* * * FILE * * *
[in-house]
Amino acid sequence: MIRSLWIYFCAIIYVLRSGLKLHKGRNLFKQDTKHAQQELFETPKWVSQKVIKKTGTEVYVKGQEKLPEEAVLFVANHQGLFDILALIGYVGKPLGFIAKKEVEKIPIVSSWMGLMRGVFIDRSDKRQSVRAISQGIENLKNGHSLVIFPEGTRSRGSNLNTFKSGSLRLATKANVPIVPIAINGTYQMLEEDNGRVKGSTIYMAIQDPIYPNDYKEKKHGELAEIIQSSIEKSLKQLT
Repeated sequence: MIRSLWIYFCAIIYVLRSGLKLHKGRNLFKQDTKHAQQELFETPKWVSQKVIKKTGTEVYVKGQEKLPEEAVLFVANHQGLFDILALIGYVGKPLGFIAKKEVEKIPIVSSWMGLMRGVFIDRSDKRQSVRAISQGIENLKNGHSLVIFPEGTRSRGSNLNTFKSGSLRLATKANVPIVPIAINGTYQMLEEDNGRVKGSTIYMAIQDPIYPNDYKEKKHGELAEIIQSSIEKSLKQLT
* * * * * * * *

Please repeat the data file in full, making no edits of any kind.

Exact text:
[in-house]
Amino acid sequence: MIRSLWIYFCAIIYVLRSGLKLHKGRNLFKQDTKHAQQELFETPKWVSQKVIKKTGTEVYVKGQEKLPEEAVLFVANHQGLFDILALIGYVGKPLGFIAKKEVEKIPIVSSWMGLMRGVFIDRSDKRQSVRAISQGIENLKNGHSLVIFPEGTRSRGSNLNTFKSGSLRLATKANVPIVPIAINGTYQMLEEDNGRVKGSTIYMAIQDPIYPNDYKEKKHGELAEIIQSSIEKSLKQLT
Repeated sequence: MIRSLWIYFCAIIYVLRSGLKLHKGRNLFKQDTKHAQQELFETPKWVSQKVIKKTGTEVYVKGQEKLPEEAVLFVANHQGLFDILALIGYVGKPLGFIAKKEVEKIPIVSSWMGLMRGVFIDRSDKRQSVRAISQGIENLKNGHSLVIFPEGTRSRGSNLNTFKSGSLRLATKANVPIVPIAINGTYQMLEEDNGRVKGSTIYMAIQDPIYPNDYKEKKHGELAEIIQSSIEKSLKQLT